There are hundreds of research studies out there that have tried to understand where one becomes the other, but the only real difference between the two is recovery time.
One thing’s for sure though…
Overreaching has you feeling tired, fatigued and unmotivated. But it’s something that will result in higher levels of performance once you throw in some rest and bounce back.
But overtraining has a much wider range of symptoms attached to it, and can leave you in a dark, lonely place where everything feels like hard work.
Key Point: The real difference between overreaching and overtraining is the amount of rest time needed to fully recover. However, overreaching leads to an improvement in performance, whereas overtraining doesn’t.
Signs & Symptoms
A syndrome is something that has no single effect, but all symptoms are related to each other. In overtraining, performance is lower than normal.
But that isn’t the only sign or symptom to look out for.
Remember, it’s a syndrome – chances are if you’re truly overtraining, you’ll be suffering from a few of these. Not just one.
Here are just a few of the warning signs to look out for:
- Elevated (or sometimes lower) morning resting heart rate
- Loss of energy, poor sleep and lack of motivation
- Feelings of stress and anxiety
- More frequently suffering coughs, colds and short-term illnesses
- Reduced cardio fitness – endurance, stamina and maximal running velocity
- Higher levels of stress hormones and lower testosterone levels
- Infrequent menstrual cycles (or they completely stop)
- Loss of strength, power and muscle mass
Signs and symptoms are very individualistic
The warning signs can vary massively from one woman to the next.
For example, one girl might suffer from anxiety and low mood, whereas another might find that it’s only her heart rate suffers. Others might pick up a common cold more regularly.
There are reports of high level female athletes that suffer from reduced testosterone levels for example, and then others that don’t.
Check out our article on normal testosterone levels in women for more info on why this hormone makes all the difference to your physique and mood.
Let’s not forget – the difference between overreaching and overtraining is the length of time it takes for these symptoms to disappear. They tend to be much milder during overreaching phases and take only a few days or weeks to recover from.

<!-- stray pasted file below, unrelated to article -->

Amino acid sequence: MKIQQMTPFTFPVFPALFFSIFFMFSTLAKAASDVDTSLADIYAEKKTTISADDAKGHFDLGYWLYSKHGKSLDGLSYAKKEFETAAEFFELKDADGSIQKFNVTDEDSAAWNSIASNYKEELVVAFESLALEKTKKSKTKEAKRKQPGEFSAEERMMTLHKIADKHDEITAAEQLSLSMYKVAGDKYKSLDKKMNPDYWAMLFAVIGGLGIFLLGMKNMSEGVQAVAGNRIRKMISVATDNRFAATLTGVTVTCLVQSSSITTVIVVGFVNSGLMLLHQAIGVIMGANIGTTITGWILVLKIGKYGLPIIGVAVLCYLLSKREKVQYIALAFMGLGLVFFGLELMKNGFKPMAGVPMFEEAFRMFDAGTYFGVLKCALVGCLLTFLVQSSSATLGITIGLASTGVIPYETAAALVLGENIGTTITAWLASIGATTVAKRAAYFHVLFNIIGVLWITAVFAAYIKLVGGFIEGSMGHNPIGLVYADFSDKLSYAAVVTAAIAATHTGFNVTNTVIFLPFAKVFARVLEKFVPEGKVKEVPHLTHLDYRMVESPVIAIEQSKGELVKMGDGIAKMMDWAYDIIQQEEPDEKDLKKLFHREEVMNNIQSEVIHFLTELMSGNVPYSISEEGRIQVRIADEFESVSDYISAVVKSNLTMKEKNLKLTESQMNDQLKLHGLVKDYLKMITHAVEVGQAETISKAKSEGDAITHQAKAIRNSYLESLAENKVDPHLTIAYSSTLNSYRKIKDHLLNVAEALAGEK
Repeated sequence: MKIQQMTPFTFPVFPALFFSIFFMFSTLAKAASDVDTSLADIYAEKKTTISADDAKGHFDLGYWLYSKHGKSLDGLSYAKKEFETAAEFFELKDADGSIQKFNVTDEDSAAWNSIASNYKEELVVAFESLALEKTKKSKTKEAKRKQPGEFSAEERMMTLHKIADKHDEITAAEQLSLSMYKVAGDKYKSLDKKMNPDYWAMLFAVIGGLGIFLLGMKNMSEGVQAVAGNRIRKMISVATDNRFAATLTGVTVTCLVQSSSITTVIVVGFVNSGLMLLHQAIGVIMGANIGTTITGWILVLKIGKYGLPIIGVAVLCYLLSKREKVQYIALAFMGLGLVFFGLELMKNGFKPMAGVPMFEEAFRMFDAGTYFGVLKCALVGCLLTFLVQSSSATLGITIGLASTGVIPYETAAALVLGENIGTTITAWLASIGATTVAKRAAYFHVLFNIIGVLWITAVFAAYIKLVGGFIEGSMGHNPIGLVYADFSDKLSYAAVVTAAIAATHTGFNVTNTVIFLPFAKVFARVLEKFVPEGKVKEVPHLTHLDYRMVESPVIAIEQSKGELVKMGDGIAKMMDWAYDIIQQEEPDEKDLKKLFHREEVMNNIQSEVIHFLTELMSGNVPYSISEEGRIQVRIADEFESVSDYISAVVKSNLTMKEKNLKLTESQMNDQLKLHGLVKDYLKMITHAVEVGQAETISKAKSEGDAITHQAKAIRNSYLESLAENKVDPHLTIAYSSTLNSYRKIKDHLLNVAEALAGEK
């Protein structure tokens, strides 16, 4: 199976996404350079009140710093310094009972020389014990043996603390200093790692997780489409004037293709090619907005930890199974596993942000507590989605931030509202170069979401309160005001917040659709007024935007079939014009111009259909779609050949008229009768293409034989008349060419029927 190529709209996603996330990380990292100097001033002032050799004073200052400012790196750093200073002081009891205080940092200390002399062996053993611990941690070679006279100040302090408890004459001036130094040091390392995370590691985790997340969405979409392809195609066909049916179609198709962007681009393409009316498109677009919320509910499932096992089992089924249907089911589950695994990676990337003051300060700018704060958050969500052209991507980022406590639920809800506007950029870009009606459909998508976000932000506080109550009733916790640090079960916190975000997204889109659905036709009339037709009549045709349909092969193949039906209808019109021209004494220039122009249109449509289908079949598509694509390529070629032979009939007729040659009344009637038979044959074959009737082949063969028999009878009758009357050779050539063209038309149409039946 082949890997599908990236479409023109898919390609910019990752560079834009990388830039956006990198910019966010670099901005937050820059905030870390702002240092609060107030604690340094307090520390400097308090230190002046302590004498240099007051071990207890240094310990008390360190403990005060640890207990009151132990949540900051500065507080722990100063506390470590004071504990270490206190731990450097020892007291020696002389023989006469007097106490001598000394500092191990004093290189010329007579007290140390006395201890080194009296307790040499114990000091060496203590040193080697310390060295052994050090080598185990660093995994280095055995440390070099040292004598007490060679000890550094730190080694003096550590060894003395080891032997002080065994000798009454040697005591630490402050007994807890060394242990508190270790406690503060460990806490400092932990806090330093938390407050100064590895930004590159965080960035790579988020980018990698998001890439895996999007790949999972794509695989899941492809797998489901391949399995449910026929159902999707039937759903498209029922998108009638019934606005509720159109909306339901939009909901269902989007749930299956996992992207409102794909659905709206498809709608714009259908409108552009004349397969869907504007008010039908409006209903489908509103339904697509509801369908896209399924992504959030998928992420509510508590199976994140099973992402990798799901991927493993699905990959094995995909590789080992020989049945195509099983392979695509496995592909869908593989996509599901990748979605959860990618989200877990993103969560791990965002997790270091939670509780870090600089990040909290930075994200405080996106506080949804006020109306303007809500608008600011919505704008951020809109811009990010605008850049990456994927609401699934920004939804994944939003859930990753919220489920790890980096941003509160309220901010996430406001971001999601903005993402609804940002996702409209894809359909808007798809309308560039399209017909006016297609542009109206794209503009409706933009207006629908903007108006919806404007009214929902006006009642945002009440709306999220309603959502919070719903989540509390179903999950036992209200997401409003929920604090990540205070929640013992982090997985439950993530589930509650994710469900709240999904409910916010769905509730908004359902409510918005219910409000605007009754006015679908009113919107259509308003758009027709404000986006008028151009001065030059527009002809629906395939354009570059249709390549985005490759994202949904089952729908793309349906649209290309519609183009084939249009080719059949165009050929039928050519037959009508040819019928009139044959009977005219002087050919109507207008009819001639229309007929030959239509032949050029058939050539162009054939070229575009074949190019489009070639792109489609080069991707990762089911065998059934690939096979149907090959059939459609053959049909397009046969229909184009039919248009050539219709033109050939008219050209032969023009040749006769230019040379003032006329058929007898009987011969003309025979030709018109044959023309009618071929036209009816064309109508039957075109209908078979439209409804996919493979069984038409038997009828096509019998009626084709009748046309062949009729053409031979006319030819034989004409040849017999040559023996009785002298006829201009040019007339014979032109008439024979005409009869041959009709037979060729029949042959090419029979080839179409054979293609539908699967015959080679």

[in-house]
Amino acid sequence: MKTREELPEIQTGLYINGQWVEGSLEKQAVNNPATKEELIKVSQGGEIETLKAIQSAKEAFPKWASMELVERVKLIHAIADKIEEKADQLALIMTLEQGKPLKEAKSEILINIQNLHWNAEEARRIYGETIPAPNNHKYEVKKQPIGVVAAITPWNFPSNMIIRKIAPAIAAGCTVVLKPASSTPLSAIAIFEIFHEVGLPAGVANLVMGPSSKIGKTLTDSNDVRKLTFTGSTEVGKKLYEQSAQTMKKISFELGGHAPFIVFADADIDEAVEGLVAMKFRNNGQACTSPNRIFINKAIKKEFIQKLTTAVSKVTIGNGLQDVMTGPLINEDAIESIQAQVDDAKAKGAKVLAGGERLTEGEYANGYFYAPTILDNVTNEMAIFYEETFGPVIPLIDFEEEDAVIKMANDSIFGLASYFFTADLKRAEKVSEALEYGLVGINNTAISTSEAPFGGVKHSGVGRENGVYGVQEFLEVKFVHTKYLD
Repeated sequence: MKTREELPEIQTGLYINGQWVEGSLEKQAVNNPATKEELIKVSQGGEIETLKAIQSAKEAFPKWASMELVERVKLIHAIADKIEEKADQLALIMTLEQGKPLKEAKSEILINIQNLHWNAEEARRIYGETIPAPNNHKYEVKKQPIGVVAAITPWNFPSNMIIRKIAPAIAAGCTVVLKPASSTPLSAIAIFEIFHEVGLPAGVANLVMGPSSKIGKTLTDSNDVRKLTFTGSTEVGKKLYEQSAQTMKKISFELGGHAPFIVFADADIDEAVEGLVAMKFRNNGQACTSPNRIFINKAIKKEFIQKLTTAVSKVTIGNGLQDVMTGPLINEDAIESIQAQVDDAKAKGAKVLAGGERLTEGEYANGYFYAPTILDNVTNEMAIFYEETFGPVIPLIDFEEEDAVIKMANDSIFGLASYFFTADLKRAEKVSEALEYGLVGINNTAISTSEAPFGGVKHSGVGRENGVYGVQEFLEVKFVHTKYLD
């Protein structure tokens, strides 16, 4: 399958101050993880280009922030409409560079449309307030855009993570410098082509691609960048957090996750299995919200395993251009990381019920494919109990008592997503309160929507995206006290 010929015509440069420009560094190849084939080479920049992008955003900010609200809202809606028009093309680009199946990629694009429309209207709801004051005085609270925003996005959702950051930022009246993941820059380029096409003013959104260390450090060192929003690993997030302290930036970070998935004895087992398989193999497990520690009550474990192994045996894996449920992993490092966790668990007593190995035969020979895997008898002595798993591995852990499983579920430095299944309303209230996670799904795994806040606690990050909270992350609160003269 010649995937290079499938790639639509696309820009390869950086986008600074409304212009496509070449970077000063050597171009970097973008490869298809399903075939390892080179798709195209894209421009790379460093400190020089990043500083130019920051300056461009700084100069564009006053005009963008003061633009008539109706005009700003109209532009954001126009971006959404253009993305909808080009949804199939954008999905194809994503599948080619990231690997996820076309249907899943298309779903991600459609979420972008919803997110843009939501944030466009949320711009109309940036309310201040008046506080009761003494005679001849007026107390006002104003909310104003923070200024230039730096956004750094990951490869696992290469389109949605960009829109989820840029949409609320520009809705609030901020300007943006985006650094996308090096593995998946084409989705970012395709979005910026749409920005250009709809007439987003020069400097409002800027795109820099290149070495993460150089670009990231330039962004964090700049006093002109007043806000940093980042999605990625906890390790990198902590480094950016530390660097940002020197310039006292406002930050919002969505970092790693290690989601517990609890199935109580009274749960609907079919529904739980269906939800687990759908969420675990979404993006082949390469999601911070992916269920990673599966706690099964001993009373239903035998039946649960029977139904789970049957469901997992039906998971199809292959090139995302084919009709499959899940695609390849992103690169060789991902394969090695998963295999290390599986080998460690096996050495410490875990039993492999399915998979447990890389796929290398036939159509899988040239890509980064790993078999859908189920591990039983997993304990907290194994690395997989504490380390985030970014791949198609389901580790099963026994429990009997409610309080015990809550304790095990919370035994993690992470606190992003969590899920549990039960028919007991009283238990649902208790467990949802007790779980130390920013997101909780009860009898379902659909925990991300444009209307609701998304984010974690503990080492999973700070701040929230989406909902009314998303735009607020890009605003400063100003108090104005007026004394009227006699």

Chances are, if you’re performance in the gym is getting worse and you’re suffering two or more symptoms from the above warning signs, you’re overtraining.
If you want to be ultra-objective there is a formal checklist you can follow to diagnose overtraining. It’s used as part of the ECSS consensus statement on prevention, diagnosis and treatment of the overtraining syndrome .
Here’s an image of what the flowchart looks like…
The simple solution here is rest and time.
If you find yourself in a hole and you know for a fact you’re overtraining, you need to do the following:
- Reduce training volume and intensity right away
- Eat more protein and carbs
- Eat more calories in total – more energy is needed to help you recover
- Prioritize sleep – it’s your number one recovery tool
- Once on the mend, build up exercise tolerance gradually
The overtraining syndrome is caused by excessive exercise and life stress alongside reduced recovery time. It affects many female athletes and is something you really need to watch out for.
Associated with a drop in performance, low mood and poor sleep patterns, recovery from overtraining can take months.
It’s far better to avoid it altogether!
Enjoyed this read? Check out these related articles if you did:
- What is post-exercise fatigue syndrome?
- Should you take pre workout before running or cardio?
- A girl’s guide to metabolic conditioning
 Halson, SL and Jeukendrup, AE (2004). Does overtraining exist? An analysis of overreaching and overtraining research. Sports Med. 34(14): 967-81
 Lewis, NA et al (2015). Can clinicians and scientists explain and prevent unexplained underperformance syndrome in elite athletes: an interdisciplinary perspective and 2016 update. BMJ. 1(1)
 Meeusen, R et al (2013). Prevention, diagnosis, and treatment of the overtraining syndrome: joint consensus statement of the European College of Sport Science and the American College of Sports Medicine. Med Sci Sports Exerc. 45(1): 186-205